Ruby 2.0 will ship on February 24th, 2013 - which is four days before our developer conference Waza. Heroku's own Matz has announced that Rails 3.2 apps should work with Ruby 2.0 if they work on Ruby 1.9. Help us find any incompatibilities by checking your existing applications on Heroku. If you run into any bugs in the Ruby implementation, please open a bug in the Ruby bug tracker and let the Ruby team know what didn't work with the implementation.


If you are updating an existing app you will likely need to update your config vars manually. New apps should not experience any problems.


Thanks to the entire Ruby Core Team for their hard work on this release of Ruby, and special thanks to Terence Lee. Terence is Heroku's Ruby buildpack maintainer who did the leg work to enable Ruby 2.0.0 Preview1 on Heroku. Please try out this Ruby preview today, to help the Ruby core team and to help our community. Try it today.

Heroku Postgres Releases Follow into GA

Today Heroku Postgres is releasing the ability to Follow your database General Availability: this lets you easily create multiple read-only asynchronous replicas of your database, known as followers.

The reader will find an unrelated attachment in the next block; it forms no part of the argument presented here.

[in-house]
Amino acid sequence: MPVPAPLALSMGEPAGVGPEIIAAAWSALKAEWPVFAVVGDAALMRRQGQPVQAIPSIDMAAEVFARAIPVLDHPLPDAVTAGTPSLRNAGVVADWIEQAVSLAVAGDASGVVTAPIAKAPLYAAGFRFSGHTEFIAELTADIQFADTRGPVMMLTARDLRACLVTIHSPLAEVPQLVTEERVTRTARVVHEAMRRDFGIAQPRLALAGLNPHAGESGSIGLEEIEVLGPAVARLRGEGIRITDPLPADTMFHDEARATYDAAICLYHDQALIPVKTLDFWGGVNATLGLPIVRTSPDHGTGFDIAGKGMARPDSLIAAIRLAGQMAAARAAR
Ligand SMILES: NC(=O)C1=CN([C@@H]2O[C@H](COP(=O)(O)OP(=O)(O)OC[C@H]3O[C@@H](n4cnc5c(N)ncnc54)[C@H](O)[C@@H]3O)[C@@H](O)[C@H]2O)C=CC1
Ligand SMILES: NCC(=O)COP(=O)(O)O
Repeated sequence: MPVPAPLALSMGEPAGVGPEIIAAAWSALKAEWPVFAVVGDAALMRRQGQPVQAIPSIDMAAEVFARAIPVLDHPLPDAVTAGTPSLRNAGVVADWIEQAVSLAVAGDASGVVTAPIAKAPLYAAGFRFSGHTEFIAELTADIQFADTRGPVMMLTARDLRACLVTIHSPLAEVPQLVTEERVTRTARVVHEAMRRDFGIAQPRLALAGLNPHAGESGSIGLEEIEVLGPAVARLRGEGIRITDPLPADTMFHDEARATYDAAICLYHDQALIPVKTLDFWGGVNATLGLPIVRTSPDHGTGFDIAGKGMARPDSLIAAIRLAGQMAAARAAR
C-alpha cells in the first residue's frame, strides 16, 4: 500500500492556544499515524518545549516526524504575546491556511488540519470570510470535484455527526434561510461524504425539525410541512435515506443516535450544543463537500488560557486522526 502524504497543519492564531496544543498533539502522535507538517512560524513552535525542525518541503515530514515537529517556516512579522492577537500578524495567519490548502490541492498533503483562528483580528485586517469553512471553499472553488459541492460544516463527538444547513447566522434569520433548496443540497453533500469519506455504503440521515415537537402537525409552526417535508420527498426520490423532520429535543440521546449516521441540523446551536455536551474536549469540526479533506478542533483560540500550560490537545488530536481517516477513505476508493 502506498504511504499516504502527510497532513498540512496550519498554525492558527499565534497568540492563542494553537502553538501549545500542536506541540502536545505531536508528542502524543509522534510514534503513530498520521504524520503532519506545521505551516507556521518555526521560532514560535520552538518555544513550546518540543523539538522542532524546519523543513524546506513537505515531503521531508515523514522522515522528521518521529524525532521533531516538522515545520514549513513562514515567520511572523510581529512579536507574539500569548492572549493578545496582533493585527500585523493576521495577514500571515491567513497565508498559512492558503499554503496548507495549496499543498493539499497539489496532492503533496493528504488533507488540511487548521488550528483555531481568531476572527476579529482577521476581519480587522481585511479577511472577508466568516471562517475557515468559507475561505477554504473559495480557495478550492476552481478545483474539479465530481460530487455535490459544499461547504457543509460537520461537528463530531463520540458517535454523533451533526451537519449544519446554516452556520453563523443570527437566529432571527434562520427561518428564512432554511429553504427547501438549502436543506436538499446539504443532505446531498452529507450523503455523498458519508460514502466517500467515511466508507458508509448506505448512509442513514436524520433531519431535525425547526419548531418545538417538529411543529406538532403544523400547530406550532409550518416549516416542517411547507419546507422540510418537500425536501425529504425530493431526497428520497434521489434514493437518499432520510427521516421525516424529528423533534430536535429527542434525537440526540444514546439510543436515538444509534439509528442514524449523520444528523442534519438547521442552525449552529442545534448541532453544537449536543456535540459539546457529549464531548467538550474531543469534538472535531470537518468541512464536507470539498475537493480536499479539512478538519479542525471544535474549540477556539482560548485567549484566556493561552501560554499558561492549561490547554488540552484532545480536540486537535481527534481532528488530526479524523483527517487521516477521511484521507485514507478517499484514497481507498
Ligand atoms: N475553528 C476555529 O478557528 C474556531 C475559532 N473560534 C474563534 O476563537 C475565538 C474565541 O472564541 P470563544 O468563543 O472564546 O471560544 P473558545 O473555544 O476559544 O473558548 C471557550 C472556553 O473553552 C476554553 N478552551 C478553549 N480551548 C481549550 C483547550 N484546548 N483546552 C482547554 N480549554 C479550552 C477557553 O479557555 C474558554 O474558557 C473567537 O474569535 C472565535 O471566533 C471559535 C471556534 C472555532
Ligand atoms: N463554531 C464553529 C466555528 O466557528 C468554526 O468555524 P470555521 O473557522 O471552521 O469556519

Followers enable some great use cases:

Read more about this exciting feature on the Heroku Postgres Blog.

Announcing Follow

Today we’re releasing the ability to follow your Heroku Postgres Database into General Availability: this lets you easily create multiple read-only asynchronous replicas of your database, known as followers.

After an extended beta period during which over 3,000 followers were created, many of which help power core Heroku systems, we’re excited to make the ability to safely and easily scale out access to your data available to all Heroku Postgres users.

Followers enable some great use cases:

One use case that has historically been challenging in database management is setting up a read replica, often referred to as a read slave. Traditionally this would require significant effort to provision, setup and configure machines and databases. Due to the time involved in this, most application developers opt for scaling up their database, rather than horizontally scaling out, an approach that can sustain significantly larger growth. During times of intense load, this leaves developers with no option to quickly reduce the load on their database without incurring significant downtime, resulting in databases becoming a liability, as opposed to adding value to a developer’s toolbox.